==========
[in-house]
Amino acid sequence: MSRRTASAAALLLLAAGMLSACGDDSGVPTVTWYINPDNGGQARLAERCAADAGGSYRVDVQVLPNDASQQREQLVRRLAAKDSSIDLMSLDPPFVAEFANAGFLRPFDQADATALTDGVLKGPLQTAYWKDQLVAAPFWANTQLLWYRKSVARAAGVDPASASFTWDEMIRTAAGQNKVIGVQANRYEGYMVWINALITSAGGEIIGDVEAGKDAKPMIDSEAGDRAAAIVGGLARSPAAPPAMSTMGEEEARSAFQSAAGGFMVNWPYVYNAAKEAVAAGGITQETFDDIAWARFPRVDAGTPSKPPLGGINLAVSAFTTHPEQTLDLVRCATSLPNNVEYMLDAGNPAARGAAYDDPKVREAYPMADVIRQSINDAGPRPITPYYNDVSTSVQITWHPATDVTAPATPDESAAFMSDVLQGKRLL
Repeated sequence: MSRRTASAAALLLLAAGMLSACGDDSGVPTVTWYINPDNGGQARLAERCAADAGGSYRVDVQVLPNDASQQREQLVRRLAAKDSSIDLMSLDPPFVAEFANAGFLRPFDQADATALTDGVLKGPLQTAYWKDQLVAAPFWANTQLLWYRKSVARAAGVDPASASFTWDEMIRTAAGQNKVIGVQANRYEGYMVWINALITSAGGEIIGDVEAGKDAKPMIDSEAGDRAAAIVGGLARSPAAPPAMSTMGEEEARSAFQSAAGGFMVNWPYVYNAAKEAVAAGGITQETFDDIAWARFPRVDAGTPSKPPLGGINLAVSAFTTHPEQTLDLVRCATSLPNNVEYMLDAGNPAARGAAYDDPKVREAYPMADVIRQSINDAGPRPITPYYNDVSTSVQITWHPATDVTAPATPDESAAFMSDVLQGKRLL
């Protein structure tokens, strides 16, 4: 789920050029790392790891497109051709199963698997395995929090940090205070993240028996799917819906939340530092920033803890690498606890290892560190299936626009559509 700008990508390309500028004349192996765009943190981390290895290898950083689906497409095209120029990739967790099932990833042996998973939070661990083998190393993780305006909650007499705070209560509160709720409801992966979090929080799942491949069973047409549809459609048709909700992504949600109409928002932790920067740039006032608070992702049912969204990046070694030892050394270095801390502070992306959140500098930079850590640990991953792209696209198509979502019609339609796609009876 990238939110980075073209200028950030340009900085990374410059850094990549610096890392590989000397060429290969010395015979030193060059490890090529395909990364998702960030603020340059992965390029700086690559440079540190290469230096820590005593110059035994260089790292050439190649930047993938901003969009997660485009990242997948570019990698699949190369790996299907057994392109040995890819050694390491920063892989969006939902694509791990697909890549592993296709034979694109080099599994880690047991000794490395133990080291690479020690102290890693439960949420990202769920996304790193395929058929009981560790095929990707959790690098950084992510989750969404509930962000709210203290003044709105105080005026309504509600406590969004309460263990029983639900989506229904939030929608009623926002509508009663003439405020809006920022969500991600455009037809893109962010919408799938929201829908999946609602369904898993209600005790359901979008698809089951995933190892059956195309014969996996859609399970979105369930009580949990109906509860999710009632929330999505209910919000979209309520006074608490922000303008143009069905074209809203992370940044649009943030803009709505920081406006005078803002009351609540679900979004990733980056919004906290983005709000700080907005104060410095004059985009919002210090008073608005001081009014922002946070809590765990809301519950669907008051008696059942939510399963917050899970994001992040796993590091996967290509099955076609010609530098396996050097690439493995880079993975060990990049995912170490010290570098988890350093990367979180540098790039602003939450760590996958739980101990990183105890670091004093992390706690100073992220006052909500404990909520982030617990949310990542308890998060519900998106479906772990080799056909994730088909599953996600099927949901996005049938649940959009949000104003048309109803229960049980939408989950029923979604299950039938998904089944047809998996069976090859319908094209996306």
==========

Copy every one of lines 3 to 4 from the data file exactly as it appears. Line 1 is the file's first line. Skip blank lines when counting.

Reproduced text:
Repeated sequence: MSRRTASAAALLLLAAGMLSACGDDSGVPTVTWYINPDNGGQARLAERCAADAGGSYRVDVQVLPNDASQQREQLVRRLAAKDSSIDLMSLDPPFVAEFANAGFLRPFDQADATALTDGVLKGPLQTAYWKDQLVAAPFWANTQLLWYRKSVARAAGVDPASASFTWDEMIRTAAGQNKVIGVQANRYEGYMVWINALITSAGGEIIGDVEAGKDAKPMIDSEAGDRAAAIVGGLARSPAAPPAMSTMGEEEARSAFQSAAGGFMVNWPYVYNAAKEAVAAGGITQETFDDIAWARFPRVDAGTPSKPPLGGINLAVSAFTTHPEQTLDLVRCATSLPNNVEYMLDAGNPAARGAAYDDPKVREAYPMADVIRQSINDAGPRPITPYYNDVSTSVQITWHPATDVTAPATPDESAAFMSDVLQGKRLL
């Protein structure tokens, strides 16, 4: 789920050029790392790891497109051709199963698997395995929090940090205070993240028996799917819906939340530092920033803890690498606890290892560190299936626009559509 700008990508390309500028004349192996765009943190981390290895290898950083689906497409095209120029990739967790099932990833042996998973939070661990083998190393993780305006909650007499705070209560509160709720409801992966979090929080799942491949069973047409549809459609048709909700992504949600109409928002932790920067740039006032608070992702049912969204990046070694030892050394270095801390502070992306959140500098930079850590640990991953792209696209198509979502019609339609796609009876 990238939110980075073209200028950030340009900085990374410059850094990549610096890392590989000397060429290969010395015979030193060059490890090529395909990364998702960030603020340059992965390029700086690559440079540190290469230096820590005593110059035994260089790292050439190649930047993938901003969009997660485009990242997948570019990698699949190369790996299907057994392109040995890819050694390491920063892989969006939902694509791990697909890549592993296709034979694109080099599994880690047991000794490395133990080291690479020690102290890693439960949420990202769920996304790193395929058929009981560790095929990707959790690098950084992510989750969404509930962000709210203290003044709105105080005026309504509600406590969004309460263990029983639900989506229904939030929608009623926002509508009663003439405020809006920022969500991600455009037809893109962010919408799938929201829908999946609602369904898993209600005790359901979008698809089951995933190892059956195309014969996996859609399970979105369930009580949990109906509860999710009632929330999505209910919000979209309520006074608490922000303008143009069905074209809203992370940044649009943030803009709505920081406006005078803002009351609540679900979004990733980056919004906290983005709000700080907005104060410095004059985009919002210090008073608005001081009014922002946070809590765990809301519950669907008051008696059942939510399963917050899970994001992040796993590091996967290509099955076609010609530098396996050097690439493995880079993975060990990049995912170490010290570098988890350093990367979180540098790039602003939450760590996958739980101990990183105890670091004093992390706690100073992220006052909500404990909520982030617990949310990542308890998060519900998106479906772990080799056909994730088909599953996600099927949901996005049938649940959009949000104003048309109803229960049980939408989950029923979604299950039938998904089944047809998996069976090859319908094209996306």